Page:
Projects & Grants

Prevalence of Helicobacter pylori infection in patients with a high degree of obesity
Project IdSGS20/LF/2023
Main solverMgr. Adéla Novotná
Period1/2023 - 12/2023
ProviderSpecifický VŠ výzkum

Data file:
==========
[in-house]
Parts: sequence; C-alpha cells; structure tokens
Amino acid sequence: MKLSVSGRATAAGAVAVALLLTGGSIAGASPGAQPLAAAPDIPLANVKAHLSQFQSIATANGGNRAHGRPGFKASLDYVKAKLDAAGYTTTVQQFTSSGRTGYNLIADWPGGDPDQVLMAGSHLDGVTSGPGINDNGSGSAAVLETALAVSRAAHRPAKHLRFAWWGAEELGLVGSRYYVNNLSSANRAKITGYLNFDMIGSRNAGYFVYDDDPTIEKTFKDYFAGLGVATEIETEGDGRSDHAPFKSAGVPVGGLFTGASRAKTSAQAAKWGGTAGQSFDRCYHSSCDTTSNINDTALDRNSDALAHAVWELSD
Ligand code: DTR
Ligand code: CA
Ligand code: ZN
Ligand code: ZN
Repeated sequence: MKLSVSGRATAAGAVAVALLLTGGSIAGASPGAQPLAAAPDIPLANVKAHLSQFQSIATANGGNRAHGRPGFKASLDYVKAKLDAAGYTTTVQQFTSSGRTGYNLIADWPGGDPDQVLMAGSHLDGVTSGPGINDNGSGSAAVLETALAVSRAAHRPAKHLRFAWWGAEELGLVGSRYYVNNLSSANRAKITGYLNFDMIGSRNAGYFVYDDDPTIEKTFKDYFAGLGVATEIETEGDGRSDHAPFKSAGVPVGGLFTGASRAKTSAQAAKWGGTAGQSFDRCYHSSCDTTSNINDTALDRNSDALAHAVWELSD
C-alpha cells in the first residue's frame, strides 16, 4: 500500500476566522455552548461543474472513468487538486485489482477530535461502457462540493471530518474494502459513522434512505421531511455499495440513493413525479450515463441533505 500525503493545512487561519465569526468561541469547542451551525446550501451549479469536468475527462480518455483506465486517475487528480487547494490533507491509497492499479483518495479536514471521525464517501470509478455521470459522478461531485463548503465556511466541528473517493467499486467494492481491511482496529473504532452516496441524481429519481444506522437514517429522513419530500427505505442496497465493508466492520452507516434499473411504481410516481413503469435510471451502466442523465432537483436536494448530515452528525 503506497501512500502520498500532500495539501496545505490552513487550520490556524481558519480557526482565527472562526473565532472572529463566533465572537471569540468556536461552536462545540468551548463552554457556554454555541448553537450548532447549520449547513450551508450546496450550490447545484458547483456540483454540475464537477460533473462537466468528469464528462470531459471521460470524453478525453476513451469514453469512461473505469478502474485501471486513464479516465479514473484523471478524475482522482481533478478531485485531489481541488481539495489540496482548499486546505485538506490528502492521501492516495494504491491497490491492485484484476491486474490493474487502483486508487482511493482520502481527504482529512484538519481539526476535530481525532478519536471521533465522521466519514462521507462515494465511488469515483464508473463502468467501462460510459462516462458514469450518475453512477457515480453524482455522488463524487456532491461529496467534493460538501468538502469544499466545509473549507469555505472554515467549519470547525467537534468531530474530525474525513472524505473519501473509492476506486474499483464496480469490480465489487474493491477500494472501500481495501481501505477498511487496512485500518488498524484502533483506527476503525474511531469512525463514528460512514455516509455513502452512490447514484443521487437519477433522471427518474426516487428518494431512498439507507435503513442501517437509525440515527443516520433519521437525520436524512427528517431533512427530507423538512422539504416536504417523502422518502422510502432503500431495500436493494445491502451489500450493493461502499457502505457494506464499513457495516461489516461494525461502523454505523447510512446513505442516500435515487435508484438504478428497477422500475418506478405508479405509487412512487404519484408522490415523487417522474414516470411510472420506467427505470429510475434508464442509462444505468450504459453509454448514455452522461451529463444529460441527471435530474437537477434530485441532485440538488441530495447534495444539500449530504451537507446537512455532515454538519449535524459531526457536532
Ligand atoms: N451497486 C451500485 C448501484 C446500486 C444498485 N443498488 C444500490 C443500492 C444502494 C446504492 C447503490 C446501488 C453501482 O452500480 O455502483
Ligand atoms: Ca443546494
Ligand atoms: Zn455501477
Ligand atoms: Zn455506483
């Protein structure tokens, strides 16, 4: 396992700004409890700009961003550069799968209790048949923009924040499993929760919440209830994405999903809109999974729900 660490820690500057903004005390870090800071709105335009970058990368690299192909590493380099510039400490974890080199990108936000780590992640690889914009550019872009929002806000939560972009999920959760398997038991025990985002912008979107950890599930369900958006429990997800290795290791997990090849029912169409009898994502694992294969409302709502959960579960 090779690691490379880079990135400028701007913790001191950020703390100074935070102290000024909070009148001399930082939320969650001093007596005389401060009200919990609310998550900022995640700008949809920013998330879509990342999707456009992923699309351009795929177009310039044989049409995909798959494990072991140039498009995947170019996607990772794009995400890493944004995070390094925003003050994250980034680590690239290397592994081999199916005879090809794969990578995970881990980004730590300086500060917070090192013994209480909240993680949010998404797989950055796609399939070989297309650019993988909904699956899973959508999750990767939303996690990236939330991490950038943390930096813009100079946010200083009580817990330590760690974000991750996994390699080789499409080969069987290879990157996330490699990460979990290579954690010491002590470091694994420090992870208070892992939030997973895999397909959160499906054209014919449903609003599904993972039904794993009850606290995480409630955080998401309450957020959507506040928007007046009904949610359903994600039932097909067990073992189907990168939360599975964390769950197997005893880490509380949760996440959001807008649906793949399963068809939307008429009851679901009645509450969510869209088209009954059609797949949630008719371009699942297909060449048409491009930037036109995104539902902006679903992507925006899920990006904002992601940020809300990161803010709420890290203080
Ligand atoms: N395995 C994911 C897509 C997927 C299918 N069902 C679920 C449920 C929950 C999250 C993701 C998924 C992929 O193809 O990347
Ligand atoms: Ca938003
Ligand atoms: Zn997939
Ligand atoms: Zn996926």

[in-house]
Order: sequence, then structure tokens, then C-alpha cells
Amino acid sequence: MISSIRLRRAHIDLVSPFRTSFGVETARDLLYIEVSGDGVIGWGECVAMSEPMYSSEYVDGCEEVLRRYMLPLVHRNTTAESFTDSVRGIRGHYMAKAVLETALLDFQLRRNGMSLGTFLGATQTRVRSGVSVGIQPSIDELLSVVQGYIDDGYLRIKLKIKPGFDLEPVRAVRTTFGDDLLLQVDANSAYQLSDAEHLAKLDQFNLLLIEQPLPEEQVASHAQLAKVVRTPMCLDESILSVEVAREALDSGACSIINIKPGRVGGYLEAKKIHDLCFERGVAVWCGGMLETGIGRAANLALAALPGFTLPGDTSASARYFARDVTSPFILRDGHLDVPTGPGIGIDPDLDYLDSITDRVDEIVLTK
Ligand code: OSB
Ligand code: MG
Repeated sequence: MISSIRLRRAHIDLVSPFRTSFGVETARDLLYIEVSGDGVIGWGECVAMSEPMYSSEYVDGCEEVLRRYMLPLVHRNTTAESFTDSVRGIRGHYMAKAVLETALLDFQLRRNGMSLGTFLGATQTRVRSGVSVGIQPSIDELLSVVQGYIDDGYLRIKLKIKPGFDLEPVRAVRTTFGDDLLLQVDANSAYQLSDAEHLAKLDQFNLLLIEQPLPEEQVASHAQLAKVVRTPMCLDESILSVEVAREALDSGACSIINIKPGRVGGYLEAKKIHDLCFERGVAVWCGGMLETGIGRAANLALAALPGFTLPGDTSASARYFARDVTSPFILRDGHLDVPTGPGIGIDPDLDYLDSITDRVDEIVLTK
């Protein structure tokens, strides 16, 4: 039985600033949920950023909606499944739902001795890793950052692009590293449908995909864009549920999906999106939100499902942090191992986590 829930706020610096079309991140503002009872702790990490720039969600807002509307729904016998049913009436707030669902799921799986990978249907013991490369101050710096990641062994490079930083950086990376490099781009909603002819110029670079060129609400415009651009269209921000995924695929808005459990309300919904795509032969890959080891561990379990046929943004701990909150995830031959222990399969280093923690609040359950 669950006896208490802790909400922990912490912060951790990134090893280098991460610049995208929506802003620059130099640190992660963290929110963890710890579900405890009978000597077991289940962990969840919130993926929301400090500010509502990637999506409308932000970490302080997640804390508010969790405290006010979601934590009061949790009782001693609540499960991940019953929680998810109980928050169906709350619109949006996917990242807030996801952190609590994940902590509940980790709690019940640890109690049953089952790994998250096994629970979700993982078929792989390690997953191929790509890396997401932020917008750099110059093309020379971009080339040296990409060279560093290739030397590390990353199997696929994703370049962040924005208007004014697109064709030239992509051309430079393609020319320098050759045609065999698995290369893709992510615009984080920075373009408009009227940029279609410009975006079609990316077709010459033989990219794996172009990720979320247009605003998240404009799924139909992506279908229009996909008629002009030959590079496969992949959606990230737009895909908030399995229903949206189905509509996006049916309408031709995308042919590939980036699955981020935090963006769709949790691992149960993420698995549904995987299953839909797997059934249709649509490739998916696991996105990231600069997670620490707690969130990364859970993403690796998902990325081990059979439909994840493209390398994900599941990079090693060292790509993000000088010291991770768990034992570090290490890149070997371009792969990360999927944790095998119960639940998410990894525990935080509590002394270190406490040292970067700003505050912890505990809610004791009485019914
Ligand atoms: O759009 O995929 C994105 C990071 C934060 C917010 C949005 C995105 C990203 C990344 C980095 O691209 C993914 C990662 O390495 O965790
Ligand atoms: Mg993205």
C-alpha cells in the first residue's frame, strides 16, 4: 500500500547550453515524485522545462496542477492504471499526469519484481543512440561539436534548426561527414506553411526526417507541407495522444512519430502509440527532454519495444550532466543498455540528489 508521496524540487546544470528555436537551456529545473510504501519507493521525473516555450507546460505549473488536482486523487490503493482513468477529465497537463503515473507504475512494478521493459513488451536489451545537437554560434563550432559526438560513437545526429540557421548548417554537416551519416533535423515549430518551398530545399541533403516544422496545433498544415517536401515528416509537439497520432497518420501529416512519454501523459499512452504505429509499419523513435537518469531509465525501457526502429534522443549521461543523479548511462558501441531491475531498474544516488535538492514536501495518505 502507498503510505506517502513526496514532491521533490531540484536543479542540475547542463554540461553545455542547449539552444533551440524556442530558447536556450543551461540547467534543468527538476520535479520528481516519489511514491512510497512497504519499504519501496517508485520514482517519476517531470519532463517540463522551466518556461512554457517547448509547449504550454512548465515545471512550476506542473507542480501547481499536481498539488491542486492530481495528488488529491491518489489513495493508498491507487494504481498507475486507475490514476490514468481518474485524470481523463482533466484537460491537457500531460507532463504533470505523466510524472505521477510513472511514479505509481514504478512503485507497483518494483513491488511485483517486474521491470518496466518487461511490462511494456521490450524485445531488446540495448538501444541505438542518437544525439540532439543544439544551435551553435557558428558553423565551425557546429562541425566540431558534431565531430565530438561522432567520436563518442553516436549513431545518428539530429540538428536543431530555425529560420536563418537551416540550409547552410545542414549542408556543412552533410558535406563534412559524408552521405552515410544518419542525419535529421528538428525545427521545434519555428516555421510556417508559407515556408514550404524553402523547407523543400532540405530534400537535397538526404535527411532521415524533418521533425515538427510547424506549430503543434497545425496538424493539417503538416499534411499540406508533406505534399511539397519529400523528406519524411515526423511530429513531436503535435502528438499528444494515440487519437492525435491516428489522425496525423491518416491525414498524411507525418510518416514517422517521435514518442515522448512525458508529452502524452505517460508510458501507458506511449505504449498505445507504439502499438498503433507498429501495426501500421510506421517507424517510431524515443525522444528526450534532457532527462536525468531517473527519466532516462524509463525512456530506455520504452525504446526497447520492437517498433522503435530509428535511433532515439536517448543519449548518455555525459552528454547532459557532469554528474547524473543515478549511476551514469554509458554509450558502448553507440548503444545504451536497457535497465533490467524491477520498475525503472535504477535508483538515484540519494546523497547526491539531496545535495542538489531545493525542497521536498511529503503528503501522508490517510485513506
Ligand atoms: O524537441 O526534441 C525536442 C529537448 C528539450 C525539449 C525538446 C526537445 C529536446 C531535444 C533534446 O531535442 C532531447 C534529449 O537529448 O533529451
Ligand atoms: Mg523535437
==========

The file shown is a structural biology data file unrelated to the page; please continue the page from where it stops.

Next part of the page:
AnotationThe possibilities of influencing obesity and associated comorbidities with metabolic surgery methods have been known for a long time. The success of this obesity treatment depends to a large extent on cooperation, psychological support, dispensary of the patient and adherence to the correct dietary regimen and recommended regimen measures. A very effective way of treating obesity is bariatric surgery, which reduces the incidence of obesity-related comorbidities and also leads to significant and permanent weight loss, which is associated with an improvement in quality of life and a longer lifespan. Before a bariatric procedure, a patient should undergo a comprehensive, comprehensive assessment by a multidisciplinary team, including endocrinologists, dieticians, psychologists, anesthesiologists, nurses, cardiologists and a surgeon. As part of the examination algorithm, clinically significant gastrointestinal symptoms should be evaluated using imaging methods or endoscopy before the procedure. During diagnostic gastroscopy, it is important to determine the presence of Helicobacter pylori, especially in the light of recent studies demonstrating the connection between the presence of H. pylori and the occurrence of marginal ulcers after surgery, especially after RYGB. H. pylori is an important human pathogen representing one of the most common bacteria infecting approximately half of the world's population and causing atrophic gastritis, gastroduodenal ulcer, gastric cancer, idiopathic thrombocytopenic purpura, iron deficiency anemia and vitamin B12 deficiency. H. Pylori infection is the most common chronic infection in humans. Known risk factors include poor socioeconomic status and living conditions, especially at a young age. In the Czech Republic, the prevalence is estimated at 22 to 25%. The relationship between BMI and HP infection is controversial. Some data suggest that HP infection occurs less frequently in overweight individuals.